Maimonides’ “Guide for the Perplexed” is a work of philosophy, incorporating Neoplatonic, neo-Aristotelian, and Islamic philosophy. Without some knowledge of these topics, it is impossible to understand this book.
One generally studies the Guide after taking classes in classic Greek philosophy (including Socrates, Plato and Aristotle), medieval philosophy, rabbinic Judaism (Mishnah, Midrash, Talmud), and after gaining some knowledge of the Tanakh (Hebrew Bible).
I especially recommend:
Strauss, Leo. “How to Begin Study: The Guide of the Perplexed.” In Pines, S. (tr.) Moses Maimonides, The Guide of the Perplexed. Chicago: The University of Chicago Press
Joel L. Kraemer’s “The Islamic Context of Medieval Jewish Philosophy,” in The Cambridge Companion to Medieval Jewish Philosophy, ed. Daniel H. Frank and Oliver Leaman, 38-68. Cambridge: Cambridge University Press.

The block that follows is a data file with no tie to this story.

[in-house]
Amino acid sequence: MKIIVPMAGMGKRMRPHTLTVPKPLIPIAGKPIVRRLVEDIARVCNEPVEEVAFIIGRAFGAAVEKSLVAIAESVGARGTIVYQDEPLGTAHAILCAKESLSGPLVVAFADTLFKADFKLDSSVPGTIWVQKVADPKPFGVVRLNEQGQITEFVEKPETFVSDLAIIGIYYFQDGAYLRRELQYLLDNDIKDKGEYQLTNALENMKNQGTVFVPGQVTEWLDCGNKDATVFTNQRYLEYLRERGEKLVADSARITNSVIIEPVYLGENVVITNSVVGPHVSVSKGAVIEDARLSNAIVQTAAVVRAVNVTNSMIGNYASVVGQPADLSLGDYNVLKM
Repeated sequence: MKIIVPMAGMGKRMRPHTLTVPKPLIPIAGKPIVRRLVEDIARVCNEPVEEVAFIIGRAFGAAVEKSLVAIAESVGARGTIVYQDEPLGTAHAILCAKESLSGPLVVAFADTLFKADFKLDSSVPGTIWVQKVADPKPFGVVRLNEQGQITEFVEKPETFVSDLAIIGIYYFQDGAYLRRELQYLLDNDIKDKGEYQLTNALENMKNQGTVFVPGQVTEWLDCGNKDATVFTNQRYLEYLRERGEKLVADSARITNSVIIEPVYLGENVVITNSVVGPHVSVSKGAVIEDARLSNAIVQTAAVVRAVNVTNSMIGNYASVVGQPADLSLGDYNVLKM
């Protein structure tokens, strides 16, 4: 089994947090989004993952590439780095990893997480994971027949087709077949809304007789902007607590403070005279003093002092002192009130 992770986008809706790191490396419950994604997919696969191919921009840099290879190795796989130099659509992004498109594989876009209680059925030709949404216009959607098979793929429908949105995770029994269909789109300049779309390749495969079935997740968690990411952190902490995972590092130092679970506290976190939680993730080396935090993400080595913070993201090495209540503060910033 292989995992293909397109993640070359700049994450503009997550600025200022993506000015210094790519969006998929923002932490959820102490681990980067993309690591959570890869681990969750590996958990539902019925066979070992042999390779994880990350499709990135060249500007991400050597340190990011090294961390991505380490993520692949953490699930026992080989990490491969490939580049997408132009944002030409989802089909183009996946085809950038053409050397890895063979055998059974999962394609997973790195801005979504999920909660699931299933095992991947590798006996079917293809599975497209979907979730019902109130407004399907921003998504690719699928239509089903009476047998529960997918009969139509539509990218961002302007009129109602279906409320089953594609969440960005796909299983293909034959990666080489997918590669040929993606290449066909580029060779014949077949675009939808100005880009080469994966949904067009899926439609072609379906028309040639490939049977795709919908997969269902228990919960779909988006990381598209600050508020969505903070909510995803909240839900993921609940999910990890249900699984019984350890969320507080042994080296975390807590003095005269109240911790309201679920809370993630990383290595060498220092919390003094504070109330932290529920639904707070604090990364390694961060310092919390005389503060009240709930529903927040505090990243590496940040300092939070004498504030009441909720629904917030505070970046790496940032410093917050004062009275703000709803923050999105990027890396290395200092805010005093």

“Maimonidean Controversy”, in “Maimonides”, Volume 11 of the Encyclopaedia Judaica, Keter Publishing.
What we need is an expert teacher who has studied this topic for years, such as the Scott Alexander. Presented here are the first chapters of Alexander’s commentary to Maimonides’s Guide.
Part I of the Guide.